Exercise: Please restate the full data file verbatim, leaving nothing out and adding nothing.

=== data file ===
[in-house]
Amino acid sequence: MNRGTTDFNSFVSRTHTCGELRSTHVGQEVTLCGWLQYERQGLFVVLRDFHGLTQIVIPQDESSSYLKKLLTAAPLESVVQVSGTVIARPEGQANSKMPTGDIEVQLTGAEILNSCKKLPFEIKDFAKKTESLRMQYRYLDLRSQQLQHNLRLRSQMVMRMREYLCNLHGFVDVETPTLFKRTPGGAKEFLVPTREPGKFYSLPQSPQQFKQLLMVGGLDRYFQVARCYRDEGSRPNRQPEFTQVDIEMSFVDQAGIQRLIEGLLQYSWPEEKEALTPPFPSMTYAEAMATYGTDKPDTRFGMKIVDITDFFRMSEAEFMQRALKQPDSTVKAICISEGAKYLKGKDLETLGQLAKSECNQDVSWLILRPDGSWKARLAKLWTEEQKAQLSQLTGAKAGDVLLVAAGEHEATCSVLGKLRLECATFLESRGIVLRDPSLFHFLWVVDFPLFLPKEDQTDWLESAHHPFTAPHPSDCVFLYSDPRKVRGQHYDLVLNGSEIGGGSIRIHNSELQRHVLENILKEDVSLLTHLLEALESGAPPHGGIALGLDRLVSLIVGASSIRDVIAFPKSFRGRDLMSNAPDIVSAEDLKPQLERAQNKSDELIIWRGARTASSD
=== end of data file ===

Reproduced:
[in-house]
Amino acid sequence: MNRGTTDFNSFVSRTHTCGELRSTHVGQEVTLCGWLQYERQGLFVVLRDFHGLTQIVIPQDESSSYLKKLLTAAPLESVVQVSGTVIARPEGQANSKMPTGDIEVQLTGAEILNSCKKLPFEIKDFAKKTESLRMQYRYLDLRSQQLQHNLRLRSQMVMRMREYLCNLHGFVDVETPTLFKRTPGGAKEFLVPTREPGKFYSLPQSPQQFKQLLMVGGLDRYFQVARCYRDEGSRPNRQPEFTQVDIEMSFVDQAGIQRLIEGLLQYSWPEEKEALTPPFPSMTYAEAMATYGTDKPDTRFGMKIVDITDFFRMSEAEFMQRALKQPDSTVKAICISEGAKYLKGKDLETLGQLAKSECNQDVSWLILRPDGSWKARLAKLWTEEQKAQLSQLTGAKAGDVLLVAAGEHEATCSVLGKLRLECATFLESRGIVLRDPSLFHFLWVVDFPLFLPKEDQTDWLESAHHPFTAPHPSDCVFLYSDPRKVRGQHYDLVLNGSEIGGGSIRIHNSELQRHVLENILKEDVSLLTHLLEALESGAPPHGGIALGLDRLVSLIVGASSIRDVIAFPKSFRGRDLMSNAPDIVSAEDLKPQLERAQNKSDELIIWRGARTASSD